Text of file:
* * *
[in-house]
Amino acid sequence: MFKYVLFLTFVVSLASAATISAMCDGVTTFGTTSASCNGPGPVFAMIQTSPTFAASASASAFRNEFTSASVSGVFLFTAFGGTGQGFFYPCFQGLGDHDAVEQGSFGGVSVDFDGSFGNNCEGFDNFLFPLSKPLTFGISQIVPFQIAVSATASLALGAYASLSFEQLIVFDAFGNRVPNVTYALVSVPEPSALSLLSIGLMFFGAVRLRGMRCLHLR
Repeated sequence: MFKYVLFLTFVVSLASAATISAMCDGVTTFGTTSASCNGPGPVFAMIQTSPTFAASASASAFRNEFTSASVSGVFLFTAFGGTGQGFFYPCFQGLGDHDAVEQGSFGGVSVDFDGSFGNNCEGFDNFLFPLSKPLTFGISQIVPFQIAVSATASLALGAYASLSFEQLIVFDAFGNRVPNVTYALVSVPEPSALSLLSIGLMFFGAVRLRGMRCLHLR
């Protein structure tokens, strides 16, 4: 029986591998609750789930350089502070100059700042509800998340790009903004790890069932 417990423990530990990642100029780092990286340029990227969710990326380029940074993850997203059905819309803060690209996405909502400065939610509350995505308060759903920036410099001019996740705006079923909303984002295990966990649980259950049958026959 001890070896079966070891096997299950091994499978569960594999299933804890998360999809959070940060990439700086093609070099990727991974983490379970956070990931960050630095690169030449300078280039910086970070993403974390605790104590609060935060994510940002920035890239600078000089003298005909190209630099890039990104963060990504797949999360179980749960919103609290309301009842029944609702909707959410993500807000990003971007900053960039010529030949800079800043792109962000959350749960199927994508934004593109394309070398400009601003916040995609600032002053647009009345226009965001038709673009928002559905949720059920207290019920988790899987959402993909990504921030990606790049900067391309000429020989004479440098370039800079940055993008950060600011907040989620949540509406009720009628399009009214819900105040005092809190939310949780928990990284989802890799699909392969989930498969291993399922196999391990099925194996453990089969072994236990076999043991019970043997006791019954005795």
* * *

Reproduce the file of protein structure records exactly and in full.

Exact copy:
[in-house]
Amino acid sequence: MFKYVLFLTFVVSLASAATISAMCDGVTTFGTTSASCNGPGPVFAMIQTSPTFAASASASAFRNEFTSASVSGVFLFTAFGGTGQGFFYPCFQGLGDHDAVEQGSFGGVSVDFDGSFGNNCEGFDNFLFPLSKPLTFGISQIVPFQIAVSATASLALGAYASLSFEQLIVFDAFGNRVPNVTYALVSVPEPSALSLLSIGLMFFGAVRLRGMRCLHLR
Repeated sequence: MFKYVLFLTFVVSLASAATISAMCDGVTTFGTTSASCNGPGPVFAMIQTSPTFAASASASAFRNEFTSASVSGVFLFTAFGGTGQGFFYPCFQGLGDHDAVEQGSFGGVSVDFDGSFGNNCEGFDNFLFPLSKPLTFGISQIVPFQIAVSATASLALGAYASLSFEQLIVFDAFGNRVPNVTYALVSVPEPSALSLLSIGLMFFGAVRLRGMRCLHLR
């Protein structure tokens, strides 16, 4: 029986591998609750789930350089502070100059700042509800998340790009903004790890069932 417990423990530990990642100029780092990286340029990227969710990326380029940074993850997203059905819309803060690209996405909502400065939610509350995505308060759903920036410099001019996740705006079923909303984002295990966990649980259950049958026959 001890070896079966070891096997299950091994499978569960594999299933804890998360999809959070940060990439700086093609070099990727991974983490379970956070990931960050630095690169030449300078280039910086970070993403974390605790104590609060935060994510940002920035890239600078000089003298005909190209630099890039990104963060990504797949999360179980749960919103609290309301009842029944609702909707959410993500807000990003971007900053960039010529030949800079800043792109962000959350749960199927994508934004593109394309070398400009601003916040995609600032002053647009009345226009965001038709673009928002559905949720059920207290019920988790899987959402993909990504921030990606790049900067391309000429020989004479440098370039800079940055993008950060600011907040989620949540509406009720009628399009009214819900105040005092809190939310949780928990990284989802890799699909392969989930498969291993399922196999391990099925194996453990089969072994236990076999043991019970043997006791019954005795």